September 10 November 15
Gitterman Gallery is proud to present an exhibition of platinum prints by Lois Conner. The exhibition
will open Wednesday, September 10th, from 6 to 8 p.m. with a reception for the artist and book
signing for her recent publication, Beijing: Contemporary and Imperial (Princeton Architectural
Press, 2014) and continue through Saturday, November 15th.
This exhibition includes images made during Lois Conner's travels throughout the world: from the
Badlands in South Dakota to Cappadocia, Turkey; from the rooftops of New York City to the
rooftops of Ganden Monastery in Tibet; from the mountains of Guilin, China to the Louisiana bayou.
Conners work encourages the viewer to explore the similarities and nuances of our world. Though
we are shown a moment in time of a specific place, her images invite us to consider the history of
that place, its culture and its connection to other places. Conner describes her process:
What I am trying to reveal through photography in a deliberate yet subtle way is a sense of
history. I would like my photographs to describe my relationship between the tangible and the
imagined, between fact and fiction. Im a born traveler and adventurer, and an obsessive collector
and observer of landscape, attempting to twist what the camera faithfully describes into something
Lois Conner knew she wanted to be an artist at the age of six. At nine she was photographing with a
2 ¼ camera given to her by her father. From the age of 20, Conner worked for the UN for 13
where she was exposed to a multitude of cultures, inspiring her to later explore those worlds. While
at Yale (MFA 1981), she took an Art History class in Chinese landscape painting. It was there,
studying the hand and hanging scrolls of the Ming Dynasty, that she first began to think of the
possibilities of the elongated format for her own work. In an attempt to make her work both larger
and more narrative, Conner switched to the 7x17 inch banquet camera from the 8x10 in 1982.
The extended sweep of the panorama allows me to draw on multiple levels, much as cinema does,
and to take something of the immediate present, and layer that with something from a few centuries
before. The large format camera can draw the particular in minute detail. Like adjectives in a
sentence, they allow the viewer to look closer, engaging them in the little world contained by the
Conner first went to China on a Guggenheim Fellowship in 1984 and has returned every year since.
The stories told by her maternal grandmother, who was Cree, have inspired Conner to explore the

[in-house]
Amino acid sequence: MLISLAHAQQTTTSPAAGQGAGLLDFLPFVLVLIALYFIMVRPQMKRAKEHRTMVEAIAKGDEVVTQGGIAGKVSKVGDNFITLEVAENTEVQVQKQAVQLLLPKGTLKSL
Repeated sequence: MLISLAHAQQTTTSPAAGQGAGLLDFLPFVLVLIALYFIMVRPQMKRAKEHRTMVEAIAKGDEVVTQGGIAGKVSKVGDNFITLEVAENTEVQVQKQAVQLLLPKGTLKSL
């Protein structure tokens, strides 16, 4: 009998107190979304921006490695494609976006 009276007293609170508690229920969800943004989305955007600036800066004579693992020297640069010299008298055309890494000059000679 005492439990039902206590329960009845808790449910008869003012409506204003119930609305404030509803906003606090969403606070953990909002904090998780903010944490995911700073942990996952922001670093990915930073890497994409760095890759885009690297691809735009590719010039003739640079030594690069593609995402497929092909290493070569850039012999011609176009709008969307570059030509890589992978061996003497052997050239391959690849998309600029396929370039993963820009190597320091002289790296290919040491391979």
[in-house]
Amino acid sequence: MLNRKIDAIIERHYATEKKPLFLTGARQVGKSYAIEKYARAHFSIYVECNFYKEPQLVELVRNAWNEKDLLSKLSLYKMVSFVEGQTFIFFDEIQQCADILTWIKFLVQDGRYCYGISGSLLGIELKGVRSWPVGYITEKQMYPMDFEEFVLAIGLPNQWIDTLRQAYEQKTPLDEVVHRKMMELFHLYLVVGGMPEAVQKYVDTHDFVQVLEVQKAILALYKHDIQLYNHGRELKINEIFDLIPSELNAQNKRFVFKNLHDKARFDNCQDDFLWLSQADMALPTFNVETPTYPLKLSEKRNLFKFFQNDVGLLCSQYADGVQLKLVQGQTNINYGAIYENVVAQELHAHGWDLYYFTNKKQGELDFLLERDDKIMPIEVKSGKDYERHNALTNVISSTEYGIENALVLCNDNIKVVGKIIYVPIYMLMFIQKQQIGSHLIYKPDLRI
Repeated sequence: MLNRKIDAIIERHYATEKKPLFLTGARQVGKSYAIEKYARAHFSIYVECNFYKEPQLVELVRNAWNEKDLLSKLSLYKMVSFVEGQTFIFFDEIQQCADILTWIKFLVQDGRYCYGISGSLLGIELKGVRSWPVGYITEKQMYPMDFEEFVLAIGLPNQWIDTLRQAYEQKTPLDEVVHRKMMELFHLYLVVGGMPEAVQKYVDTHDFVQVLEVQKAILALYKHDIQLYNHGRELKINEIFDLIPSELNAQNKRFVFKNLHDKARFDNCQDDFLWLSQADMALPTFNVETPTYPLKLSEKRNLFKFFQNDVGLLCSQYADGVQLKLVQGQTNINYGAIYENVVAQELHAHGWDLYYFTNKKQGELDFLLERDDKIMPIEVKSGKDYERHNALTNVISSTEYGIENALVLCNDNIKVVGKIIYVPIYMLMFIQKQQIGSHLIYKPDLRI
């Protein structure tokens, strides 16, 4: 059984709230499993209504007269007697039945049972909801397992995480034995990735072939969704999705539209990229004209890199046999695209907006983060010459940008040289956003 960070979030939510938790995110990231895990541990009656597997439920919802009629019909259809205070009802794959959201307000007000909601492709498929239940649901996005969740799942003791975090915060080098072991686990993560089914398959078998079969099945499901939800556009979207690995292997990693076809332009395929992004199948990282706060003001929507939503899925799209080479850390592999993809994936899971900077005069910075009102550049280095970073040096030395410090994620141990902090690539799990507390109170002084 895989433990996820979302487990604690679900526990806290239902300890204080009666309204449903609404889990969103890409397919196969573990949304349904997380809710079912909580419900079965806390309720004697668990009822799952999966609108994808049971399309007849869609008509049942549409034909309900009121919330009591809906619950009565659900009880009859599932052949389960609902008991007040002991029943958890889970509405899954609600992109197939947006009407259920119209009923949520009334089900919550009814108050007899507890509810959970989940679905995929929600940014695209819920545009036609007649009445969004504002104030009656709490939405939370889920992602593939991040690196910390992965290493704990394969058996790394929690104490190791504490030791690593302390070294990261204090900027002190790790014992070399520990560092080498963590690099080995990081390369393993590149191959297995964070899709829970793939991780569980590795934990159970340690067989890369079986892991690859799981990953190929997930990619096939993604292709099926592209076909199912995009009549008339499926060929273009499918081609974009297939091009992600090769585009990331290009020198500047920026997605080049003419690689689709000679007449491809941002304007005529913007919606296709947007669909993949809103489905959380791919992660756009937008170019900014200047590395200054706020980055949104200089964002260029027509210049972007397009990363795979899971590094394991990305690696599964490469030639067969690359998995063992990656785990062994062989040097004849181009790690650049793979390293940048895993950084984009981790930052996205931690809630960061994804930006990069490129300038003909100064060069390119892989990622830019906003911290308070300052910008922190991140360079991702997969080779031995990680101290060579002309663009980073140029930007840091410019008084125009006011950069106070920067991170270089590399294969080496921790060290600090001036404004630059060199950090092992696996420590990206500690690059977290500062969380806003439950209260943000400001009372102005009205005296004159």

American West with a focus on the Native American Reservations. She has made trips west annually
since 1989 and crossed America seven times in her Ford pick-up truck, camping along the way.
In the fall of 2012 Conners work was featured at the Metropolitan Museum of Art, in the Chinese
Gardens: Pavilions, Studios, Retreats exhibition. Solo exhibitions include the recent traveling
exhibition Beijing: Contemporary and Imperial at the Cleveland Art Museum in Ohio; Beijing:
Unfurling the Landscape in Canberra, Australia; Searching for Van Gogh in Dali, China (2013);
Drawing the Land in Hangzhou, China (2012); and Beijing Building (2011) in London, as
inclusion in Pictures by Women: A History of Modern Photography, the first exhibition in the
renovated Photography Gallery at the Museum of Modern Art, New York (2010). Her museum
collections include: the Art Institute of Chicago; National Gallery of Australia; The British Library;
Brooklyn Museum of Art; Cleveland Museum of Art; The Getty Museum; Metropolitan Museum of
Art, New York; Museum of Modern Art, New York; Philadelphia Museum of Art; Sackler Gallery,
Washington, D.C.; San Francisco Museum of Modern Art; Victoria and Albert Museum, London; Yale
University Art Gallery, New Haven. Recent publications include: Beijing Building (Rossi &
London, 2011). Twirling the Lotus (Rossi and Rossi London, 2007), Life in a Box (Hanart
Hong Kong, 2010), and China: The Photographs of Lois Conner (Callaway, 2000).
Bartos, Adam. Kosmos.
(Princeton Architectural Press, 2001) $40
Botman, Machiel. One Tree.
(Nazraeli Press, 2011) $65 signed
Botman, Machiel. Rainchild.
(Schaden, 2004) $200 signed
Breitenbach, Josef. Manifesto.
(Nazraeli Press, 2008) $60
Breitenbach, Josef. Resonance.
(Temple Rock Company, 2013) $20
Caffery, Debbie Fleming. The Spirit & The Flesh.
(Radius Books, 2009) $60 signed
Limited edition $1200
Frame, Allen. Detour.
(Kehrer Verlag, 2001) $50 signed
Gagliani, Oliver. Oliver Gagliani: Scores of Abstraction.
(Center for Photographic Art, 2006), $30
Gordon, Richard. American Surveillance: Someone To
Watch Over Me.
(Chimaera Press, 2009) $50 signed
Gordon, Richard. Meta Photographs.
(Chimaera Press, 1978) $40
Josephson, Kenneth. Matthew.
(2054 Press and Stephen Daiter Gallery, 2012) $50 signed
Lenz, Gita. Photographs.
(Candela Books, 2010) $50
Noble, Laura. The Art of Collecting Photography.
(AVA Books, 2006) $60
Szabo, Joseph. Jones Beach.
(Abrams Image, 2010) $35 signed
Yemchuk, Yelena. Gidropark
(Daminani, 2010) $45 signed